Li's shock defeat clears the way for Sharapova


You would no doubt have got long odds on a French Open quarter-final line-up featuring Yaroslava Shvedova, Dominika Cibulkova, Sara Errani and Kaia Kanepi, but the cull of the big names in the women's tournament continued yesterday. Li Na, the defending champion and the only former winner left in the draw, was the latest to fall, beaten 3-6, 6-2, 6-0 by Shvedova, a qualifier from Kazakhstan who is ranked No 142 in the world.

Li, who became the first Chinese player to win a Grand Slam singles title with her triumph here last year, appeared to be comfortably in control in the first set but lost 12 of the last 14 games.

"I just tried to play the ball back into the court, but I couldn't," Li said after a match in which she made 41 unforced errors. "Right now, I want to totally relax the mind and body. I need some time to recover. I'm not a machine."

The bespectacled Shvedova, who was a top-30 singles player two years ago, has enjoyed more success in doubles. She is ranked No 5 in the world in doubles and has won two Grand Slam doubles titles. The boldness of the 24-year-old's play appeared to shake Li, whose mistakes multiplied as the match wore on.

"I think it's the most incredible win for me," Shvedova said afterwards. "I always have nice matches against top players because it's easier, because I have no pressure."

Li's defeat leaves Maria Sharapova as the favourite for the title, though you would not have guessed that from the Russian's performance against Klara Zakopalova. The match, which lasted three hours and 11 minutes, featured 101 unforced errors and a remarkable 21 breaks of serve before Sharapova won 6-4, 6-7, 6-2. It could not have finished in more appropriate fashion, with Zakopalova serving a double-fault on the final point.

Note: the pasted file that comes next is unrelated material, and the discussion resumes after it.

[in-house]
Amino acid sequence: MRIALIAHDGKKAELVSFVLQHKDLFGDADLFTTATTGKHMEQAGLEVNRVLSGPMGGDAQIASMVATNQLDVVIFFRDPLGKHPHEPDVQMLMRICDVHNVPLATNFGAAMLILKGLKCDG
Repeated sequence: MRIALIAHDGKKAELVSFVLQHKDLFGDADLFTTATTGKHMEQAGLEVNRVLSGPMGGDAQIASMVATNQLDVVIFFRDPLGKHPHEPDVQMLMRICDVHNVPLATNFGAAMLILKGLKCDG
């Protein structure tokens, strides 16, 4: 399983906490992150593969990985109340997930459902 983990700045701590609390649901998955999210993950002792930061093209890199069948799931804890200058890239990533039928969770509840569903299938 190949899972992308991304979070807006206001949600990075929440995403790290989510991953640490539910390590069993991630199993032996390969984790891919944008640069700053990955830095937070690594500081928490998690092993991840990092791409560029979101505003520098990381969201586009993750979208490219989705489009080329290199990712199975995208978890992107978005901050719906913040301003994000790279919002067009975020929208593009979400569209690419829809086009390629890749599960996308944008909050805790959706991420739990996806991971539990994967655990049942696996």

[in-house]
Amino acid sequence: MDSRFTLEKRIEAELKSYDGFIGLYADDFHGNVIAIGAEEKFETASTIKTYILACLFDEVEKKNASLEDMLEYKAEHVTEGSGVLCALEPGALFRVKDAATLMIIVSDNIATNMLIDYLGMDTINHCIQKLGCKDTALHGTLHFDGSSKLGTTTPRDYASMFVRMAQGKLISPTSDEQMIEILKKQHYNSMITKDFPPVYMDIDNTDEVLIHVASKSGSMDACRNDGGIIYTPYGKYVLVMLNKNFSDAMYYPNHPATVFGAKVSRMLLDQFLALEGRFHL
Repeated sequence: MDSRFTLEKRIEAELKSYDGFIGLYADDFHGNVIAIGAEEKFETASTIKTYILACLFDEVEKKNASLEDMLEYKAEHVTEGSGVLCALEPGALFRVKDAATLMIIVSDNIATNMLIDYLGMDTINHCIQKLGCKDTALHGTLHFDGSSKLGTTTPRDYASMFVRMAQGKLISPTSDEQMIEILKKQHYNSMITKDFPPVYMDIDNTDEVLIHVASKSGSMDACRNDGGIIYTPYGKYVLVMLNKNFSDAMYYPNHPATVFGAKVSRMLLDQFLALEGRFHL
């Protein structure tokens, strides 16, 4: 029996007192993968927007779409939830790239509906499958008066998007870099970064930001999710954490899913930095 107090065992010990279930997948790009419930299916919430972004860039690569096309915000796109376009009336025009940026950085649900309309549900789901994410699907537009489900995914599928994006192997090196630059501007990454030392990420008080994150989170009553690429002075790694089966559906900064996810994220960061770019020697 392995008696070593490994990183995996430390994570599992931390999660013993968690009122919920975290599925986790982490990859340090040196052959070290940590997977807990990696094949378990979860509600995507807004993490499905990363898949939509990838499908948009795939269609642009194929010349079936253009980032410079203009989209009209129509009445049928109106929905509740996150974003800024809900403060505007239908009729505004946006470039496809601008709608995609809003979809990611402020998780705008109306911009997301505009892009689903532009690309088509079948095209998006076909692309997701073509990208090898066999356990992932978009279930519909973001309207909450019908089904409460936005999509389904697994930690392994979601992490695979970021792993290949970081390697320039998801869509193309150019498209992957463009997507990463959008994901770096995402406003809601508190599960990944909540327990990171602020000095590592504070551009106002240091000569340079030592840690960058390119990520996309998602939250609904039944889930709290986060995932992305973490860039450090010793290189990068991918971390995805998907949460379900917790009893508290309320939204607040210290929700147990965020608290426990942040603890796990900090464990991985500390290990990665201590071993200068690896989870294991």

Zakopalova is one of the tour's journeywomen. The 30-year-old Czech is the world No 44 and has never been higher than No 27 in the rankings. She won the last of her two titles seven years ago and has gone out in the first round in 23 of her 34 appearances at Grand Slam tournaments.

Sharapova, who dropped only five games in her first three matches, served for the match at 5-4 and 6-5 in the second set, but was having problems with her right wrist and went on to lose the tie-break when Zakopalova converted her third set point. However, the world No 2 quickly took control of the decider.

"I thought my opponent played extremely well, the best that she's played against me," Sharapova said. "She's dangerous. She can play well. She's had very good wins, so she's confident. On top of that, when she hits the ball, I think some days she goes out there and goes for it, and it seems like everything just goes in and stays so low over the net."

The Russian, who now plays Kanepi, will replace Victoria Azarenka as world No 1 if she wins the title, but could face a major test in the semi-finals against Petra Kvitova, although the Wimbledon champion has to find a way past Shvedova to make the last four. Kvitova moved smoothly into the quarter-finals by beating Varvara Lepchenko 6-2, 6-1 in just 63 minutes.



Roland Garros, Paris: Women's Singles Fourth round: Y Shvedova (Kaz) bt (7) N Li (Chin) 3-6 6-2 6-0; (4) P Kvitova (Cz Rep) bt V Lepchenko (US) 6-2 6-1; (23) K Kanepi (Est) bt A Rus (Neth) 6-1 4-6 6-0; (2) M Sharapova (Rus) bt K Zakopalova (Cz Rep) 6-4 6-7 (5-7) 6-2.

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